Break-even point (BEP) is the level of sales where a total of fixed and variable costs equals total revenues. In other words, the breakeven point is a level where the company neither makes a profit nor a loss. A margin of safety (MoS) is a difference between actual/budgeted sales and the level of breakeven sales. Let us see in detail the breakeven point vs. margin of safety.
Although the breakeven point (level) and margin of safety fall under the broad domain of cost-volume-profit analysis (CVP Analysis), they differ in various aspects. The main points of difference between the breakeven point and margin of safety are as listed below:
- Interpretation of Breakeven Point and Margin of Safety
- Breakeven Point vs. Margin of Safety: Example
- Advantages and Uses
- Disadvantages of Breakeven Point and Margin of Safety
The breakeven point means an amount of sales that cover entire fixed and variable costs. Sales lower than the BEP will result in losses, while the sales above the BEP will generate profit after considering all the costs.
As the name suggests, the Margin of Safety is the margin between the actual/budgeted sales and the breakeven point. It denotes the level of safety that the company enjoys before incurring losses (i.e., falling below the breakeven level).
Interpretation of Breakeven Point and Margin of Safety
- Breakeven point is a measure of sustenance, while the margin of safety is a measure of risk.
- The lower the breakeven quantity, the better it is for the companies, while the higher the margin of safety, the better it is for the company.
Breakeven Point vs. Margin of Safety: Example
Let us calculate and compare the breakeven point with the margin of safety using the following data.
Sales price per unit = $ 50
Variable cost per unit = $ 30
Total fixed cost = $ 7,000
Total sales quantity = 500 units
Breakeven Point Formula – Equation
Breakeven Sales = Total Variable Cost + Total Fixed Cost
Assuming a breakeven quantity of ‘q.’
The breakeven value of sales will be 50 X q
The total Variable cost will be 30 X q
The total fixed cost will be the same as it does not change with a change in sales quantity.
The formula shall now look as follows:
50q = 30q + 7000 —> 50q – 30q = 7000 —> 20q = 7000 —> q = (7000/20) —> q = 350
Therefore upon solving, the breakeven quantity ‘q’ = 350 units.
Hence the breakeven sales will be 50 X q = 50 X 350 = $ 17,500
The breakeven point can be calculated using a rephrased approach known as the contribution method, which is as follows:
Breakeven Point Formula – Contribution Method
Contribution Per Unit = Selling Price Per Unit – Variable Cost Per Unit
= $ 50 – $ 30 = $ 20
Breakeven Quantity = Total Fixed Cost / Contribution Per Unit
= $ 7000 / $ 20
= 350 units.
Breakeven Sales = 350 (Breakeven Quantity) X $ 50 (Selling Price) = $ 17,500
Margin of Safety Formula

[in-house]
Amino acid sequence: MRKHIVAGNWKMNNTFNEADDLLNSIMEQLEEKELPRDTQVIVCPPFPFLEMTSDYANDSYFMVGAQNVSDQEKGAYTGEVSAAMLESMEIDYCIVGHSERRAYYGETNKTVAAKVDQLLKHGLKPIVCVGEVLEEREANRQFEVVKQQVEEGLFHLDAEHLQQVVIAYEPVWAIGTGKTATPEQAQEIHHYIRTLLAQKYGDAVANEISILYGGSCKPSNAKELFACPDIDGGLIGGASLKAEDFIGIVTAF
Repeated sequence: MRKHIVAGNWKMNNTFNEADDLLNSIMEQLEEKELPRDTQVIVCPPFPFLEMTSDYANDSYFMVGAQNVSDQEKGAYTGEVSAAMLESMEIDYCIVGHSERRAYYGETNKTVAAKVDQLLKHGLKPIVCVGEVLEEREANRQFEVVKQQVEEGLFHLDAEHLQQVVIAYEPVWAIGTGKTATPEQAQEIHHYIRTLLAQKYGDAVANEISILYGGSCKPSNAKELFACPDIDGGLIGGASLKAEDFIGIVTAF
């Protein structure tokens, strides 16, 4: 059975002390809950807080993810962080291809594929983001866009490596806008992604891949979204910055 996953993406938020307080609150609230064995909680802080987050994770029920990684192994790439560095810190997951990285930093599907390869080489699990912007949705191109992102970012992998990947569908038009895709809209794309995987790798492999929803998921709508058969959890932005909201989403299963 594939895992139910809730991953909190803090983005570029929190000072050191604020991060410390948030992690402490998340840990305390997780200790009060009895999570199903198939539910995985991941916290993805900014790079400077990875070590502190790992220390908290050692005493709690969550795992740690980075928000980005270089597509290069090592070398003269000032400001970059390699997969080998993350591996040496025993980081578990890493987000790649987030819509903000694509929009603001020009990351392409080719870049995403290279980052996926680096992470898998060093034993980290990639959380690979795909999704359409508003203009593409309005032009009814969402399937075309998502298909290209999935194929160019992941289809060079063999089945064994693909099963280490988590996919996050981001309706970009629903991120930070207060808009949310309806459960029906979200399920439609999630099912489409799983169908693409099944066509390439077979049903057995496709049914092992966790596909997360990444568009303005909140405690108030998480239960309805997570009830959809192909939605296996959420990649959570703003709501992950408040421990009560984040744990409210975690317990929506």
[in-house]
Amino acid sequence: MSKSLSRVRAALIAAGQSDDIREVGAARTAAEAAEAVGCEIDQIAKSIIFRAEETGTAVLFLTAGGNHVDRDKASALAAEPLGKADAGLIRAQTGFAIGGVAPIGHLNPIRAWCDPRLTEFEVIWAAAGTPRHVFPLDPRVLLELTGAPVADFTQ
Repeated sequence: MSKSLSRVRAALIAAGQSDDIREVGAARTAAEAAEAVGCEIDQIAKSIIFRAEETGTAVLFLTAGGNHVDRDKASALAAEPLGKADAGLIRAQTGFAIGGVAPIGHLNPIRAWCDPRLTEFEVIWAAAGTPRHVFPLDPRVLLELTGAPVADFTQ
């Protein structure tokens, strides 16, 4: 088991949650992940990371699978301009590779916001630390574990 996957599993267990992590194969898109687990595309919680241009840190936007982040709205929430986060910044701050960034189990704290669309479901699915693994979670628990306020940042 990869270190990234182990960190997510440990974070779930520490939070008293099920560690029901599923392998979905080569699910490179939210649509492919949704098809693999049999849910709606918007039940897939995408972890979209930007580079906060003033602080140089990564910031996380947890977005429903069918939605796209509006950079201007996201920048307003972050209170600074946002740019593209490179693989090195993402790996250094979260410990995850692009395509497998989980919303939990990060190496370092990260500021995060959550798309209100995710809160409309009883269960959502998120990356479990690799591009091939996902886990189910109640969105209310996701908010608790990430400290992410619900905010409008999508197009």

Margin of Safety = Total budgeted or actual sales – Breakeven sales
Assuming Actual Sales = 500 units
= (500 X 50) – (350 X 50)
= 25,000 – 17,500
= $ 7,500
Margin of Safety as a Percentage of Sales = ($ 7,500/ $ 25,000) %
Advantages and Uses
Advantages of Breakeven Point Analysis
- BEP analysis helps understand the relationship between fixed cost, variable cost, and the level of profitability.
- It provides the business with a minimum sales level which the company needs to achieve to avoid losses.
- It also indicates how any change in selling price would impact the profitability and BEP.
- BEP can be used as one of the indicators that help decide whether to manufacture a new product yourself or outsource.
Advantages of Margin of Safety
- It helps to know how much cushion the company has if sales decline before the company starts making losses.
- Higher MoS provides freedom to the company’s management to alter the selling price of their product to gain market share from its competitors.
- A higher margin of safety allows the company to spend more on an advertisement or other activities that can help in improving sales in the long run.
Disadvantages of Breakeven Point and Margin of Safety
- Break-even point analysis is more appropriate in the case of analysis of a single product at a time; it fails to do so appropriately in the case of a multi-product scenario. Many times it isn’t easy to classify a cost as fixed or variable.
- The margin of safety, which turns out to be very high, may cause management to lead to inappropriate use of excess funds. At times, a higher margin of safety may lead to higher risk-taking behavior of the management, which may not always be required.
The CPV Analysis for any company would remain incomplete unless one calculates breakeven point analysis and margin of safety along with other costs and ratios. Though there are limitations to using breakeven point analysis and calculating margin of safety, these continue to remain a vital part of any company’s cost profit-volume analysis.
Quiz on Breakeven Point vs Margin of Safety
This quiz will help you assess yourself on how much you have learned about Breakeven Point and Margin of Safety from the above article.